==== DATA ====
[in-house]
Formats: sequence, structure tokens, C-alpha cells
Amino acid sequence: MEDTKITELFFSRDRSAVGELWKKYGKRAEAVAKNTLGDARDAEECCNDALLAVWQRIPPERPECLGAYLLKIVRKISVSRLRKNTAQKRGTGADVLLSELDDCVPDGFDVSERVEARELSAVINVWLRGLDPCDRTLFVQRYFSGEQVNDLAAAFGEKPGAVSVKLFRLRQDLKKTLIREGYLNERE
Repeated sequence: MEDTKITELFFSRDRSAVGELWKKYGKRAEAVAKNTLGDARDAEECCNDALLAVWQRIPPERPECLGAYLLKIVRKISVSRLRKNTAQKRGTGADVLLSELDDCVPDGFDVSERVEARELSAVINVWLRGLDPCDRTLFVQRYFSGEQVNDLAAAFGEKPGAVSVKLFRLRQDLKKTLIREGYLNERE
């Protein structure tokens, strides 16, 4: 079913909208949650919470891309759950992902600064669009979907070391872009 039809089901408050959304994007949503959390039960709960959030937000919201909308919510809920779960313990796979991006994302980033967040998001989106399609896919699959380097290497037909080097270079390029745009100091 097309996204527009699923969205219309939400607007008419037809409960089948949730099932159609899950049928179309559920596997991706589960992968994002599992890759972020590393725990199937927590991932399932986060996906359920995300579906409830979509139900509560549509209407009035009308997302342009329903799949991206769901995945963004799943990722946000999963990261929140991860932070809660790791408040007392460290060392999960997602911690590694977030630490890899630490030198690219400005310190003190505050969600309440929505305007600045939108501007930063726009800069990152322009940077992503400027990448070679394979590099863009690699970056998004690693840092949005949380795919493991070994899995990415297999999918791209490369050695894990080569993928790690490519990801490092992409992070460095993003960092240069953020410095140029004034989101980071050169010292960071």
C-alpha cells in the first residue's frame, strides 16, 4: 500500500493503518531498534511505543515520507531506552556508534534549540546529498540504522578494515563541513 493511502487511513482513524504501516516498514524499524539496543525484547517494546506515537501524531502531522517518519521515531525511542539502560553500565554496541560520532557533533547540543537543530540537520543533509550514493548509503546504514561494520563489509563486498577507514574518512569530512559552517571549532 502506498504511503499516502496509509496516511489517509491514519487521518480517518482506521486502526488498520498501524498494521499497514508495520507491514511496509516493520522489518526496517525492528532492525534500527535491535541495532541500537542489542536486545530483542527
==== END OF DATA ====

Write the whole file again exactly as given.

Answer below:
[in-house]
Formats: sequence, structure tokens, C-alpha cells
Amino acid sequence: MEDTKITELFFSRDRSAVGELWKKYGKRAEAVAKNTLGDARDAEECCNDALLAVWQRIPPERPECLGAYLLKIVRKISVSRLRKNTAQKRGTGADVLLSELDDCVPDGFDVSERVEARELSAVINVWLRGLDPCDRTLFVQRYFSGEQVNDLAAAFGEKPGAVSVKLFRLRQDLKKTLIREGYLNERE
Repeated sequence: MEDTKITELFFSRDRSAVGELWKKYGKRAEAVAKNTLGDARDAEECCNDALLAVWQRIPPERPECLGAYLLKIVRKISVSRLRKNTAQKRGTGADVLLSELDDCVPDGFDVSERVEARELSAVINVWLRGLDPCDRTLFVQRYFSGEQVNDLAAAFGEKPGAVSVKLFRLRQDLKKTLIREGYLNERE
């Protein structure tokens, strides 16, 4: 079913909208949650919470891309759950992902600064669009979907070391872009 039809089901408050959304994007949503959390039960709960959030937000919201909308919510809920779960313990796979991006994302980033967040998001989106399609896919699959380097290497037909080097270079390029745009100091 097309996204527009699923969205219309939400607007008419037809409960089948949730099932159609899950049928179309559920596997991706589960992968994002599992890759972020590393725990199937927590991932399932986060996906359920995300579906409830979509139900509560549509209407009035009308997302342009329903799949991206769901995945963004799943990722946000999963990261929140991860932070809660790791408040007392460290060392999960997602911690590694977030630490890899630490030198690219400005310190003190505050969600309440929505305007600045939108501007930063726009800069990152322009940077992503400027990448070679394979590099863009690699970056998004690693840092949005949380795919493991070994899995990415297999999918791209490369050695894990080569993928790690490519990801490092992409992070460095993003960092240069953020410095140029004034989101980071050169010292960071």
C-alpha cells in the first residue's frame, strides 16, 4: 500500500493503518531498534511505543515520507531506552556508534534549540546529498540504522578494515563541513 493511502487511513482513524504501516516498514524499524539496543525484547517494546506515537501524531502531522517518519521515531525511542539502560553500565554496541560520532557533533547540543537543530540537520543533509550514493548509503546504514561494520563489509563486498577507514574518512569530512559552517571549532 502506498504511503499516502496509509496516511489517509491514519487521518480517518482506521486502526488498520498501524498494521499497514508495520507491514511496509516493520522489518526496517525492528532492525534500527535491535541495532541500537542489542536486545530483542527